Two Humans join the Fellowship. One, the mysterious warrior Aragorn (or Strider) is played with trademark intensity by Viggo Mortensen, whose affinity for the role sparked rumors that he was living in the forest in Aragorn's torn, mud-stained clothes. Says Peter Jackson: "Viggo embraced the character so completely it's difficult to imagine the two being separate now." Adds Barrie M. Osborne: "Viggo is the perfect actor to play a man who is struggling to redeem himself from his ancestry and his heritage. He's incredibly dedicated. He's the kind of an actor who one day had his tooth knocked out by a sword and actually asked if they could superglue it back on so he could finish the scene. He became Aragorn, and he brings a real power to the role."

Mortensen felt a strong personal connection to the project: "I'm Celtic and Scandinavian, so I was raised on the myths that inspired Tolkien," he says. "It's part of my heritage." The actor was also intrigued by Aragorn's primal, self-reliant brand of heroism. "He can survive in nature, live from it, read its signs and live happily, not needing anyone, not relying on anything but his own knowledge and discoveries," he observes. "But now he has to take on more responsibility, and it's not clear where it will lead him."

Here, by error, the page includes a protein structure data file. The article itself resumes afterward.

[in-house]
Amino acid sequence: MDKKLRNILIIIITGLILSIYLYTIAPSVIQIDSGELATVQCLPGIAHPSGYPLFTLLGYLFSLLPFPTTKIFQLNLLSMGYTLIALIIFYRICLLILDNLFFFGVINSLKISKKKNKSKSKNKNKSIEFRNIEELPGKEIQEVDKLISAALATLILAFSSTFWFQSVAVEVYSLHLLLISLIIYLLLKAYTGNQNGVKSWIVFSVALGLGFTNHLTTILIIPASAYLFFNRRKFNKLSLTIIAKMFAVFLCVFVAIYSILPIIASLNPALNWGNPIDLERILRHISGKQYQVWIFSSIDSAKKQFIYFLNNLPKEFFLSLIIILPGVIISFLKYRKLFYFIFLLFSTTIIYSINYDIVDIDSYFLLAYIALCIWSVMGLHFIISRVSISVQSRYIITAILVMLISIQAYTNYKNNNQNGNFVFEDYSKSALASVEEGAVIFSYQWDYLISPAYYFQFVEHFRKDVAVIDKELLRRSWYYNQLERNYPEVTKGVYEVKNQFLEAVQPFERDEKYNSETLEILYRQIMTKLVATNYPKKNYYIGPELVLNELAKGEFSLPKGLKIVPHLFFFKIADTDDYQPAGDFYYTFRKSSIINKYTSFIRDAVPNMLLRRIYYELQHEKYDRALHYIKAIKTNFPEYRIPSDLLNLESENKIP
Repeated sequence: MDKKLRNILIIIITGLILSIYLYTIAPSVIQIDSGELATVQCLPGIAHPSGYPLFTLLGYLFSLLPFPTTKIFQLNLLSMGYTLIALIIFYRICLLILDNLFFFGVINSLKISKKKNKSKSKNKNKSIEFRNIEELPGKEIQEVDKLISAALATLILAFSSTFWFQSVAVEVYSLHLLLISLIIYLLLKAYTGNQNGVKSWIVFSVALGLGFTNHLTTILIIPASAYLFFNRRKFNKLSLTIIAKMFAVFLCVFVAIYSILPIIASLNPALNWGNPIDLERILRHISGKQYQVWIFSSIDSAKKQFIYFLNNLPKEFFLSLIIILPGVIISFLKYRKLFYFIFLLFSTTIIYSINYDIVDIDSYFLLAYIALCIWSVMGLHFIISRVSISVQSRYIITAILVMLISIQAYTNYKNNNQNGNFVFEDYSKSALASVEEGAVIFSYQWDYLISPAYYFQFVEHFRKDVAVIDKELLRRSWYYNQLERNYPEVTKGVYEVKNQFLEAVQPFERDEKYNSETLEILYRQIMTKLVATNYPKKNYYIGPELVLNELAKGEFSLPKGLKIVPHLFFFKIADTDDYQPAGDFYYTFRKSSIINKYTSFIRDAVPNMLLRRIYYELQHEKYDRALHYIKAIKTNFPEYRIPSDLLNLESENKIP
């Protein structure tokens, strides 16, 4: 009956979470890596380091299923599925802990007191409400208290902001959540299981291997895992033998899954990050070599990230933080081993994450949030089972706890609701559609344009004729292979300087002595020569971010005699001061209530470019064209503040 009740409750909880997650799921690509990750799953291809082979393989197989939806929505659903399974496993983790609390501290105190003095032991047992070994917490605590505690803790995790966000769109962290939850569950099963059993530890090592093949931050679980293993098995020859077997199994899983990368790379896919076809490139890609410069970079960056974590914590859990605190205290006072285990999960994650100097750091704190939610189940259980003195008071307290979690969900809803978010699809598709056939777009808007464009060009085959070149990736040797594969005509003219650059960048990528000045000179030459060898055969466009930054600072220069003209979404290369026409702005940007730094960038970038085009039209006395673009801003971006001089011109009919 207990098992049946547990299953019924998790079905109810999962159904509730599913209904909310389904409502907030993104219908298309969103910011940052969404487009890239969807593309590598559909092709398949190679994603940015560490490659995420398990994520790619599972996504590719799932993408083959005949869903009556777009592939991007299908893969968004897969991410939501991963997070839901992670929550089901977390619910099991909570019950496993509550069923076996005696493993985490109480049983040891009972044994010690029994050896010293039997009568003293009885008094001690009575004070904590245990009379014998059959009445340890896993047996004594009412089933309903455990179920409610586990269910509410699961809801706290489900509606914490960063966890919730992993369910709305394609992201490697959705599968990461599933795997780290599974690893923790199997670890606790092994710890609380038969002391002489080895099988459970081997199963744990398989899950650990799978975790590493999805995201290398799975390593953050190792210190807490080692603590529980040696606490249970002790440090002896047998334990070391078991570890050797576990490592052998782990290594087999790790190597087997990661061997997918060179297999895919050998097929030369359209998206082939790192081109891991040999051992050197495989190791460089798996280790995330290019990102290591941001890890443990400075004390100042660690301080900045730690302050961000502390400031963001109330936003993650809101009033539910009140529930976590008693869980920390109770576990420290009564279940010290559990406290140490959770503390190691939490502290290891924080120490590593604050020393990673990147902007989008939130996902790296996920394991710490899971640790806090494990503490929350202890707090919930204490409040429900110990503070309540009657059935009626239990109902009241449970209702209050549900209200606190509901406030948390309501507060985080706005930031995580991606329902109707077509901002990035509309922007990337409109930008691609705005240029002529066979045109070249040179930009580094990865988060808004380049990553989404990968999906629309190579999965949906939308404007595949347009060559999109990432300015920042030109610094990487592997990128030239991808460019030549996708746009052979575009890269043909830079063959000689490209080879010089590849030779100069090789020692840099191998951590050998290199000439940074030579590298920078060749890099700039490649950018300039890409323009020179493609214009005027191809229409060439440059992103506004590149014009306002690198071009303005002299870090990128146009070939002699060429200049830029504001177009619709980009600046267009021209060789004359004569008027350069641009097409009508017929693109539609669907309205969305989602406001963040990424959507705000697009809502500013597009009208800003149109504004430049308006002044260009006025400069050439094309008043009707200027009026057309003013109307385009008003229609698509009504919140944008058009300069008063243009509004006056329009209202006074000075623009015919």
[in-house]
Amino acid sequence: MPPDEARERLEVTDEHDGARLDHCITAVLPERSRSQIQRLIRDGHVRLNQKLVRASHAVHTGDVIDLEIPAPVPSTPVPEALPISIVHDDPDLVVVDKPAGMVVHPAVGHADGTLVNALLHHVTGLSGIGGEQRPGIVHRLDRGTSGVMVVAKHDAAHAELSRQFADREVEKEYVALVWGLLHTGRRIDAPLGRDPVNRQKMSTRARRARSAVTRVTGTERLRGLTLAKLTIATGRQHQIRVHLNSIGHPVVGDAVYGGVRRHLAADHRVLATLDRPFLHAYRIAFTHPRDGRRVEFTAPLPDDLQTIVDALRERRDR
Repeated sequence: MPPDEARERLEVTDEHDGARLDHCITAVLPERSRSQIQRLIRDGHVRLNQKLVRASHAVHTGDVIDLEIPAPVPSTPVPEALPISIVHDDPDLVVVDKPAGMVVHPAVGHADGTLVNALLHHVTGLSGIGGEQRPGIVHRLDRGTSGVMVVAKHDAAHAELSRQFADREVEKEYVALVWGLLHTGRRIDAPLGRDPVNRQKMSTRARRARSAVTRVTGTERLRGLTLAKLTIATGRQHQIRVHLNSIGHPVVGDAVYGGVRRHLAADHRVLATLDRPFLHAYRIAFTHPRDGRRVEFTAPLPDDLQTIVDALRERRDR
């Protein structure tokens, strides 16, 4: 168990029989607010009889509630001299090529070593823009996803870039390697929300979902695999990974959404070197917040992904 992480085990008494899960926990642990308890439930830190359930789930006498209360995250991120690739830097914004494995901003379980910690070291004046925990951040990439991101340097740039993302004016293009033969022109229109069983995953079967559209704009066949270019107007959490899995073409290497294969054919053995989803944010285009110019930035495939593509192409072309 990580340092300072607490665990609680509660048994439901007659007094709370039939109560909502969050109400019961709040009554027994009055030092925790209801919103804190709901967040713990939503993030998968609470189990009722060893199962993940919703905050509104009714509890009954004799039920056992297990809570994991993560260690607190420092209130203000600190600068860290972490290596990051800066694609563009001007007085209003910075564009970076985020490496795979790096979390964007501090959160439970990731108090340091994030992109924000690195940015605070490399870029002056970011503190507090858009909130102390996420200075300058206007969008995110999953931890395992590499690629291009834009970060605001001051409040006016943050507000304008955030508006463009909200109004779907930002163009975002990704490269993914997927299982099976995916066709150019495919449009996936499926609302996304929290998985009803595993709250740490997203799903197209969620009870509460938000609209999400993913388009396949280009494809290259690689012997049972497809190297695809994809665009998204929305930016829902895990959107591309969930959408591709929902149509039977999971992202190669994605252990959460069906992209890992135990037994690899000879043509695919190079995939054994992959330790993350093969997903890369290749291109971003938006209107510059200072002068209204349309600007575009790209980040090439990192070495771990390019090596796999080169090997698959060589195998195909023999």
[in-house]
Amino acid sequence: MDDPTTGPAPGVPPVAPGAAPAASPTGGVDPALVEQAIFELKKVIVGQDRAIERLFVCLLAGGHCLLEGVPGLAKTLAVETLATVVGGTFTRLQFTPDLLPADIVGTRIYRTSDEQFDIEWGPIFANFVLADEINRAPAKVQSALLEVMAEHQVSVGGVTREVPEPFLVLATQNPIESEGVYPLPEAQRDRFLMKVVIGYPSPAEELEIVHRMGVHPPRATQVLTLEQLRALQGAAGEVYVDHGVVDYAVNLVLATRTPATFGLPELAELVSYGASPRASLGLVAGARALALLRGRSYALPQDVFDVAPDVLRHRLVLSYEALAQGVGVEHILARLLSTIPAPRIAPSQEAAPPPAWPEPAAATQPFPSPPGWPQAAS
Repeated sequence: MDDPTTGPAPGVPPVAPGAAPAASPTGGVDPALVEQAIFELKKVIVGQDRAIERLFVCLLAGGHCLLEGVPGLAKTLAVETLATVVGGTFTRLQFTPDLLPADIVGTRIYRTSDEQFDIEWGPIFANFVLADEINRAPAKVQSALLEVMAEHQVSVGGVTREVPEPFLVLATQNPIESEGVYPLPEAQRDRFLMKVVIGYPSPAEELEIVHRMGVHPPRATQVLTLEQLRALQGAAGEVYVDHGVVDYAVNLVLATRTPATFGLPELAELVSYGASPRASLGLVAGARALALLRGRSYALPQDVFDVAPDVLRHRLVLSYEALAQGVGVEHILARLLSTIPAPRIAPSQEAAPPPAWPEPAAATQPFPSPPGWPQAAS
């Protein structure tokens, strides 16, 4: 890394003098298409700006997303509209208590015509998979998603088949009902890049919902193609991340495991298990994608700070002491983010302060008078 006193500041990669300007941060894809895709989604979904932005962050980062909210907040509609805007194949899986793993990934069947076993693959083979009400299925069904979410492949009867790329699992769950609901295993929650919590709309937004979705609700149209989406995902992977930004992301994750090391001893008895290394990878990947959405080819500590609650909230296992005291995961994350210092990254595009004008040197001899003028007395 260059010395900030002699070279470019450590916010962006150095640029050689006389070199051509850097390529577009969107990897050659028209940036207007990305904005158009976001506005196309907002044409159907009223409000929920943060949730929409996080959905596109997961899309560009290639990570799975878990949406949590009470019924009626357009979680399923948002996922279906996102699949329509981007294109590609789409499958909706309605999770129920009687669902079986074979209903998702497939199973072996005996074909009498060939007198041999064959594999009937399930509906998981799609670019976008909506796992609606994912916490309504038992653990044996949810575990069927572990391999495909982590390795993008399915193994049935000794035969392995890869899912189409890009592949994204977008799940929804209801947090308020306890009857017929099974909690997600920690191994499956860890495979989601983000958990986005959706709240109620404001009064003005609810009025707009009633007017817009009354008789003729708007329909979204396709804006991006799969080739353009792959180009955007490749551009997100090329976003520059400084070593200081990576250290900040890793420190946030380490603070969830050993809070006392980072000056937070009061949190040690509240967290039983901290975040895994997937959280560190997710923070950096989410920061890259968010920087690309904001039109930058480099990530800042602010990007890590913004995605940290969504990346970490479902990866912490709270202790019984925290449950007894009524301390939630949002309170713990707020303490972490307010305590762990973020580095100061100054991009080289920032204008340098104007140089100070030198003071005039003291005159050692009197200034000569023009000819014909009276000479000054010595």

Also joining the Fellowship is Boromir, a valiant warrior who lacks respect for the One Ring's devastating power. Boromir is portrayed by Sean Bean, who feels that the character "brings the human element into the Fellowship. Boromir has the human qualities of being honorable and brave but also having a very clear opinion about everything." "In the beginning," he continues, "he sees the Ring simply as a solution to the problems of his people. But he finds out that it isn't quite so clear-cut, especially as he becomes susceptible to its powers."

An Elf and a Dwarf round out the Fellowship: Legolas, the keen archer son of an Elf king, played by Orlando Bloom; and Gimli, the stout-hearted axe-man who comes to represent the Khazad, the Dwarves of Middle-earth, played by John Rhys-Davies. The disparity of their natures proves to be a constant source of both strife and amusement. Orlando Bloom explains: "Elves see Dwarves as these muddy creatures who steal from the earth without giving back. But Legolas and Gimli grow to respect one another's differences. They learn to rely on each other in battle - and to laugh together."